If you read my Magic Keyboard for iPad first impressions post you’d know that I’m pretty smitten with it. While I did mention a few shortcomings after my first day, I’ve gone on to use it extensively, every day since, and I’m in love with it now more than ever.
Over this short period of time, however, I’ve noticed, what I think, is one of the devices biggest failings. The material. The keyboard really is, much like its predecessor the Smart Folio, built in some rather horrendous material.
Matt Birchler, and Zac Hall, from 9to5Mac, touched upon this same point a couple of weeks ago, and provided some good examples of what I mean by this:
For real. This thing picks up everything. I love this thing, but man, I hope Apple figures out a different material for their iPad keyboards in the future. https://t.co/VchQuyDeHH pic.twitter.com/Po2C37yJrc— Matt Birchler (@mattbirchler) April 25, 2020
Matt’s not wrong, the Magic Keyboard really does pick up everything, and it’s actually affecting my enjoyment of the device. This is what mine looks like after a week or two of, admitedly heavy, use:
While this looks like the material (polyurethane) is scuffing, it’s not quite that bad. It actually appears to be collecting every tiny bit of dust, or finger grease sent it’s way. Now, for obvious reasons, I’m cleaning my hands a great deal right now, so I would assume (hope) my hands are as grease free as ever, and my desk / surfaces are regularly cleaned. I’ve also, again for equally obvious reasons, not been leaving the house with this iPad. Despite this relatively limted use-case, it’s still looking pretty well worn already, despite my best efforts to keep it in tip top shape. From an early age my older brother was always insistent I not touch his things (such as his precious Sega Megadrive) without having clean hands. While at the time, as an annoying little upstart, I found this attitude frustrating, I actually have to thank him for instilling an inherant respect and appreciation for my toys that I spend a lot of money on. This long running anal behviour has still not saved this device getting far mankier than I’m happy with.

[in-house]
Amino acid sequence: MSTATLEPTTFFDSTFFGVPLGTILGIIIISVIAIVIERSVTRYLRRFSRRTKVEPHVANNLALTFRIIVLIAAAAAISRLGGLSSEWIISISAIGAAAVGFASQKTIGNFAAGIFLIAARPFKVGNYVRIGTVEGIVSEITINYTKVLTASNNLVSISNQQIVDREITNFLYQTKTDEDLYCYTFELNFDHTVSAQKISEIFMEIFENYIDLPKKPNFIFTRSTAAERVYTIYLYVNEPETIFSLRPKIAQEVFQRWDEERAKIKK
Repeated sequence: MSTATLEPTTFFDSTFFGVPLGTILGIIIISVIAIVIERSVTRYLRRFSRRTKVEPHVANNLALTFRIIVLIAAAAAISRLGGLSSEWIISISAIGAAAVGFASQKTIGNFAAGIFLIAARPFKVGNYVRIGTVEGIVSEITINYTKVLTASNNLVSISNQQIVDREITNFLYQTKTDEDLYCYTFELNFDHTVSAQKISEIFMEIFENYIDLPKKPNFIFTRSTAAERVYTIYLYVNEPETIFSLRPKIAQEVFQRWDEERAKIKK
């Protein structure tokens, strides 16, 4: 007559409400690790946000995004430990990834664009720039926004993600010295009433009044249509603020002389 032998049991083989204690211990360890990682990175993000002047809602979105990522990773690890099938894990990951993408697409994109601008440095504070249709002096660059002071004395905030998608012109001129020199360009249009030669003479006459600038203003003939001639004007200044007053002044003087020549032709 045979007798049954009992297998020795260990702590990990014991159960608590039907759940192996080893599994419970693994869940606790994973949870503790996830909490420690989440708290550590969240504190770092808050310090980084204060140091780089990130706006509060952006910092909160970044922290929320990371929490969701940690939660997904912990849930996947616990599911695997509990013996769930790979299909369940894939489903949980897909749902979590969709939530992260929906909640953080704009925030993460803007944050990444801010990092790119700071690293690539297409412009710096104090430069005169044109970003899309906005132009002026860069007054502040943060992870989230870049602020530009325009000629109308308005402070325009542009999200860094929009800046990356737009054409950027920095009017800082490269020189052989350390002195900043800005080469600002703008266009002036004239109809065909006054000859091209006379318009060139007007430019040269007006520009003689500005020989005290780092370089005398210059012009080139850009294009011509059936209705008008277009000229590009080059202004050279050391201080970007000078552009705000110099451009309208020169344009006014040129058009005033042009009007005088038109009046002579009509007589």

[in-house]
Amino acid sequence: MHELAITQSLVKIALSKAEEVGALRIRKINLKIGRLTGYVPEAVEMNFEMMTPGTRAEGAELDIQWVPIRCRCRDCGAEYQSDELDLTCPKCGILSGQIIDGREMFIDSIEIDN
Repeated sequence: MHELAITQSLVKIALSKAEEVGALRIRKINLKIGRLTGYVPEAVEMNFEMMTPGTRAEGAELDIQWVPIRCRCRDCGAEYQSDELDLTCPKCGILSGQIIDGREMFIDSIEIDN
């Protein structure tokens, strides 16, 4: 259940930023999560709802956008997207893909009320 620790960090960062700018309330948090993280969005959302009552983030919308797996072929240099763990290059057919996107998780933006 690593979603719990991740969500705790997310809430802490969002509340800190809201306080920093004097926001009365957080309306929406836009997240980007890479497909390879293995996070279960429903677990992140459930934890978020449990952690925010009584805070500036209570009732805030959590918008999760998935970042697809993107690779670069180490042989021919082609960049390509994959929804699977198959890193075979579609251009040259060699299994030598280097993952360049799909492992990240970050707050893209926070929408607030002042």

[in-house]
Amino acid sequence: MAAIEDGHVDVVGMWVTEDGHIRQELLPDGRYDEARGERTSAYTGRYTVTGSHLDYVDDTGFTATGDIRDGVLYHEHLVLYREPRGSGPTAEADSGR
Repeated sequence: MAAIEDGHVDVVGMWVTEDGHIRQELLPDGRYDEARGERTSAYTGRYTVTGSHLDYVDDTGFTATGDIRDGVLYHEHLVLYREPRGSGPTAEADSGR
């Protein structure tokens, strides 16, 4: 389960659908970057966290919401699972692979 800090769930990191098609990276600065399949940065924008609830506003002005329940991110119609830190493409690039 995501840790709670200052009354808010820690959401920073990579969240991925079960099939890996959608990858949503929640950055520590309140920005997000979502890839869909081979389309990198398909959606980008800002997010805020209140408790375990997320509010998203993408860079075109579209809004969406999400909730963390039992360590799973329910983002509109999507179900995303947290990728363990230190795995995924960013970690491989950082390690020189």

With everything going on right now, the above is beyond first world problem. Trust me, I know, but that not withstanding, despite my best efforts, this device is essentially impossible to keep clean and spotless. Functionally the Magic Keyboard is fantastic, transformational, and a real joy to use, but feeling like I need to treat it with kid gloves when simply trying to work across different surfaces, in varying locations, around my house is a bit of a joy killer.
Before Apple finalise the designs on whatever comes next in the iPad Pro accessory space, the design team really need to step outside of Jony’s little white, sterile product demo room and try using the device in some of the locations they advertise in their marketing. If the Magic Keyboard can attract this much grim when I’m literally locked in a obsessively cleaned house, I hate to think of what it would look like if you actually tried using it in the real world examples Apple show in their promotional material, such as the, admittedly excellent, video below:
This issue isn’t, ultimately, going to take away my overall enjoyed of this device, it’s certainly tainting it. If anyone reading this has a safe, sensible way of keeping this terrible material clean, please do let me know!
Thank you @deriAlex on Twitter for pointing out that Apple does have a Support article about how to clean various products, including their polyurethane based peripherals. They suggest:
Use a soft, slightly damp, lint-free cloth. Wipe the front and the inside with a soft, lint-free cloth.
This hasn’t yet been updated for the Magic Keyboard, specifically, and the damp part obviously isn’t recommended for the exposed keyboard part.